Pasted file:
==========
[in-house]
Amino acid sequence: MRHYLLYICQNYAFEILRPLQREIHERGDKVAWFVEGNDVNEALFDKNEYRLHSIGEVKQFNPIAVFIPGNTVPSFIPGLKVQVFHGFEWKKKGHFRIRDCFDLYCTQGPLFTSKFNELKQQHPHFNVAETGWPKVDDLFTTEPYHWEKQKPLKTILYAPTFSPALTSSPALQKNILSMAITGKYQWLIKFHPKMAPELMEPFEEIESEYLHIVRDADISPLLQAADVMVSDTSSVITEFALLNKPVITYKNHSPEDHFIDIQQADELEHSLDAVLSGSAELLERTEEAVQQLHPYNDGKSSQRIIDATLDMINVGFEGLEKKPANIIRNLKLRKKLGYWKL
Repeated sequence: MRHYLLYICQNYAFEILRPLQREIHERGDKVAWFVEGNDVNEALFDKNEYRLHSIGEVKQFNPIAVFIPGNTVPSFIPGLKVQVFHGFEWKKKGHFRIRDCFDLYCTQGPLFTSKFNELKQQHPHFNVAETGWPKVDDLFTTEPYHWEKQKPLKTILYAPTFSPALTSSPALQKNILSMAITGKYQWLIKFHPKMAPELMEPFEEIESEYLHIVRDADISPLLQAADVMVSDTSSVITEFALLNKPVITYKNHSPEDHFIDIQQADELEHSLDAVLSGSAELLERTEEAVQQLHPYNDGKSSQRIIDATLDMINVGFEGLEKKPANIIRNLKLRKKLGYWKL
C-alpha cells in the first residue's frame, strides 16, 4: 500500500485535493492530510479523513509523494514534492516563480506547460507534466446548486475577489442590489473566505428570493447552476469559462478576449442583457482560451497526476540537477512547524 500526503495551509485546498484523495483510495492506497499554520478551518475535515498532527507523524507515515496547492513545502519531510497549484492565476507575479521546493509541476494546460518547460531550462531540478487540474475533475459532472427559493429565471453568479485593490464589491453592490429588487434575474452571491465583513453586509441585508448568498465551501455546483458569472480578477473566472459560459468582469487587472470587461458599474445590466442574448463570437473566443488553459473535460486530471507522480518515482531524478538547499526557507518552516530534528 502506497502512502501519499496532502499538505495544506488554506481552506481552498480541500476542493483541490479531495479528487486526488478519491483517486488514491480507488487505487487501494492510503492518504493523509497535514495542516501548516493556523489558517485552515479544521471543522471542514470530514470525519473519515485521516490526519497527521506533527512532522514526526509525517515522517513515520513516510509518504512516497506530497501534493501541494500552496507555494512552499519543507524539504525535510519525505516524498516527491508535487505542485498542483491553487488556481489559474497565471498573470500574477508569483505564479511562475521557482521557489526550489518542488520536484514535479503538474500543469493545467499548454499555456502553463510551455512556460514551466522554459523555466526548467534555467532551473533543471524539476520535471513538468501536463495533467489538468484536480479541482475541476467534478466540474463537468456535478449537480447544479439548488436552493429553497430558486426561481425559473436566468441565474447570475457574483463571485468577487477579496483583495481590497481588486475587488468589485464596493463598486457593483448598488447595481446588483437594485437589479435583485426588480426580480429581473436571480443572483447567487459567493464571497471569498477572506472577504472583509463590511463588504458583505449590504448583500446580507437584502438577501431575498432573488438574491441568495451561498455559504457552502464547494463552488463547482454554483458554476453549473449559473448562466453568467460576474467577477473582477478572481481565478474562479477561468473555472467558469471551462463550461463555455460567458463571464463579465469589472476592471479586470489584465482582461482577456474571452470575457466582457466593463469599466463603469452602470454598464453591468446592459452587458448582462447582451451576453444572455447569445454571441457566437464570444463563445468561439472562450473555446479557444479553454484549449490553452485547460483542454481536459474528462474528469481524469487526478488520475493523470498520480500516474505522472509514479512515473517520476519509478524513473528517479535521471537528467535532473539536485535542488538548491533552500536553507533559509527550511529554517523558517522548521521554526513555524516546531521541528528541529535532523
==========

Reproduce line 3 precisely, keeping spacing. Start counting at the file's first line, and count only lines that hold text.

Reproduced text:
Repeated sequence: MRHYLLYICQNYAFEILRPLQREIHERGDKVAWFVEGNDVNEALFDKNEYRLHSIGEVKQFNPIAVFIPGNTVPSFIPGLKVQVFHGFEWKKKGHFRIRDCFDLYCTQGPLFTSKFNELKQQHPHFNVAETGWPKVDDLFTTEPYHWEKQKPLKTILYAPTFSPALTSSPALQKNILSMAITGKYQWLIKFHPKMAPELMEPFEEIESEYLHIVRDADISPLLQAADVMVSDTSSVITEFALLNKPVITYKNHSPEDHFIDIQQADELEHSLDAVLSGSAELLERTEEAVQQLHPYNDGKSSQRIIDATLDMINVGFEGLEKKPANIIRNLKLRKKLGYWKL